Common classification problems in Machine Learning (ML) are binary and multi-class (Sokolova and Lapalme, 2009). For binary classification, we have *accuracy*, *precision*, *recall*, and a combination of *precision* and *recall* which is so-called \(F_1\) score. However, the *precision* and *recall* from binary classification cannot be utilized literally to measure multi-class classification.

To measure the performance of multi-class classification, two important modifications on precision and recall of binary classification are introduced. Their names are **macro-average** and **micro-average**. Therefore, for example, the precision of multi-class classification shall become **macro-average** precision and **micro-average** precision.

Let’s begin with an example of multi-class classification with \(4\) classes (\(0\), \(1\), \(2\), and \(3\)). Suppose we have \(\text{our predictions}\) and the \(\text{true labels}\) for five data instances as follows:

\[\begin{align} \text{our predictions} &= [ 0, 0, 2, 2, 3 ], \\ \text{true labels} &= [ 0, 1, 3, 3, 3 ] \end{align}\]Our first prediction is $0$ and the true label is $0$. Next, our second prediction is $0$ and the true label is $1$. Our third prediction is $2$ while the true label is $3$ and so on. Let’s denote

\[\begin{align} tp_i &= \text{true positive for class }i \; (i = 0,1,2,3), \\ fp_i &= \text{false positive for class }i \; (i = 0,1,2,3). \end{align}\]After counting the true and false positives for each class, we obtain

\[\begin{align} tp_0 &= 1, \; tp_1 = 0, \; tp_2 = 0, \; tp_3 = 1, \text{ and} \\ fp_0 &= 1, \; fp_1 = 0, \; fp_2 = 2, \; fp_3 = 0. \end{align}\]As we’ve already known, $\text{precision}$ for class $i$ ($\text{precision}_i$) is defined as follows:

\[\begin{equation} \text{precision}_i = \frac{tp_i}{tp_i + fp_i}, \text{ for }i = 0,1,2,3. \tag{1}\label{eq:precision-formula} \end{equation}\]Therefore, employing Equation \eqref{eq:precision-formula}, we get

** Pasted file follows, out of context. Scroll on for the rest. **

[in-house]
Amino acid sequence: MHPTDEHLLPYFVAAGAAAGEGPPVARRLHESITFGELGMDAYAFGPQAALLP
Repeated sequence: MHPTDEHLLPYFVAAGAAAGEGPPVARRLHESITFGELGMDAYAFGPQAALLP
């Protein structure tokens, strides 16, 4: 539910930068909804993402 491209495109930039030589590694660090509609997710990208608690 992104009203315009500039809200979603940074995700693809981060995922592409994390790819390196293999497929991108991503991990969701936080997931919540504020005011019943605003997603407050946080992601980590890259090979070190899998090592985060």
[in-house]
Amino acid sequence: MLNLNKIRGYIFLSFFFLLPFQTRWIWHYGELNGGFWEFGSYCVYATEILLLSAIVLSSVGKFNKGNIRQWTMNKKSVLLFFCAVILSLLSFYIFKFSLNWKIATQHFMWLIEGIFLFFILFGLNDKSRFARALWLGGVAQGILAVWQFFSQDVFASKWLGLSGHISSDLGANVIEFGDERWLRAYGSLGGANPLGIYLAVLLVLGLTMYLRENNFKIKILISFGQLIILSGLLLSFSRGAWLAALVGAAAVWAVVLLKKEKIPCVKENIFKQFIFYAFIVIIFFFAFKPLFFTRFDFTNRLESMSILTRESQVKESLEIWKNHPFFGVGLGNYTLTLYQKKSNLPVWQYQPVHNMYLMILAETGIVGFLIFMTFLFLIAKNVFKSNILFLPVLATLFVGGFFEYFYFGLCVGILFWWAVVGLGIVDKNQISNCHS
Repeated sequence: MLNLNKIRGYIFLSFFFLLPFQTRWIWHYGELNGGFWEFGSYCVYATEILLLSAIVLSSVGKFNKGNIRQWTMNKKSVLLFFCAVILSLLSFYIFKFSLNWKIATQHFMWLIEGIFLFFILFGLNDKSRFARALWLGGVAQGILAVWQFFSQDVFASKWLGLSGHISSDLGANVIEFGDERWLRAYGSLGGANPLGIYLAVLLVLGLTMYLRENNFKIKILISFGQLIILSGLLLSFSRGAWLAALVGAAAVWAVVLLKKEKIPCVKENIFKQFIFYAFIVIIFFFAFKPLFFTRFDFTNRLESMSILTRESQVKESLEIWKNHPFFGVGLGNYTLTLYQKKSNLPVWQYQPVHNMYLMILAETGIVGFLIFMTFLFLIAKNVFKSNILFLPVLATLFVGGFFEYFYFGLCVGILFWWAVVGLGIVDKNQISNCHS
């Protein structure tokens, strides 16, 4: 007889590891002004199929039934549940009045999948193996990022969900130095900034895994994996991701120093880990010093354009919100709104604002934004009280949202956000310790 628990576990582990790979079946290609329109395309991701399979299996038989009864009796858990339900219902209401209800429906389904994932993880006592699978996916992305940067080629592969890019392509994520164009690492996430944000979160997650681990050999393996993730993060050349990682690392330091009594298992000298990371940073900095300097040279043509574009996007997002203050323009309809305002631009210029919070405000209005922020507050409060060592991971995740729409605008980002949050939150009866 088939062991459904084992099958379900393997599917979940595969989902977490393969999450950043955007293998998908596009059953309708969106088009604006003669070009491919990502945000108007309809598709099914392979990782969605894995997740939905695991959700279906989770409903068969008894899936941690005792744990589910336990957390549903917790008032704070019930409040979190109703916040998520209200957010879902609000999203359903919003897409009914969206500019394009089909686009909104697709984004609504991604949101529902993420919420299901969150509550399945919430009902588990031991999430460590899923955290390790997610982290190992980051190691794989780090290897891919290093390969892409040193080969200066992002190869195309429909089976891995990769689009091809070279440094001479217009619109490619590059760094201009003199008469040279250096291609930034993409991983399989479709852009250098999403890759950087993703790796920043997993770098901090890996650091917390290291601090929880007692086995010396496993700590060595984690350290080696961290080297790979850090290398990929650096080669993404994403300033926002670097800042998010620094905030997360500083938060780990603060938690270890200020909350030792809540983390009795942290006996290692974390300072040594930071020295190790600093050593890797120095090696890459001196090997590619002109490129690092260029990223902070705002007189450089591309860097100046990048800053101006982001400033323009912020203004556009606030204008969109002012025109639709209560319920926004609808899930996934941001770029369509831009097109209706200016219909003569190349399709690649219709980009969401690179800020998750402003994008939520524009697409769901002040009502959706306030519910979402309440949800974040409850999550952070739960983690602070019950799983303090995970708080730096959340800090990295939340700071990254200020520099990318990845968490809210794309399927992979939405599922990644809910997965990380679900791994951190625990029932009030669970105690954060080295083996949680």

\[\begin{equation} \text{precision}_0 = 0.5, \; \text{precision}_1 = 0, \; \text{precision}_2 = 0, \; \text{precision}_3 = 1. \tag{2}\label{eq:precision-results} \end{equation}\]As explained in “Micro Average vs Macro average Performance in a Multiclass classification setting”, the **macro-average** precision ($\text{precision}_M$) for $4$ classes is defined as

However, the **micro-average** precision ($\text{precision}_\mu$) for $4$ classes is defined as

If there is a class imbalance problem, one of the options will be using **weighted macro-average** as performance metrics. The **weighted macro-average** precision ($\text{precision}_{WM}$) for $4$ classes is defined as

with $\text{weight}_i$ is the weight assigned to class $i$ as follows:

\[\begin{equation} \text{weight}_i = \frac{tp_i + fp_i}{\sum_{i=0}^{3}{(tp_i + fp_i)}} \tag{4}\label{eq:weight} \end{equation}\]Using Equation \eqref{eq:weighted-precision} and \eqref{eq:weight}, we compute the **weighted macro-average** precision as follows:

Next, we shall show that the **weighted macro-average** precision does equal to the **micro-average** precision.

Finally we have reached the end of this post. In brief, we have shown how to compute **macro-average**, **micro-average**, and **weighted macro-average**. Moreover, we have also shown that the **micro-average** equals to **weighted macro-average**.

#### References

Sokolova, M. and Lapalme, G. (2009). A systematic analysis of performance measures for classification tasks. *Information Processing & Management*, 45(4):427 - 437.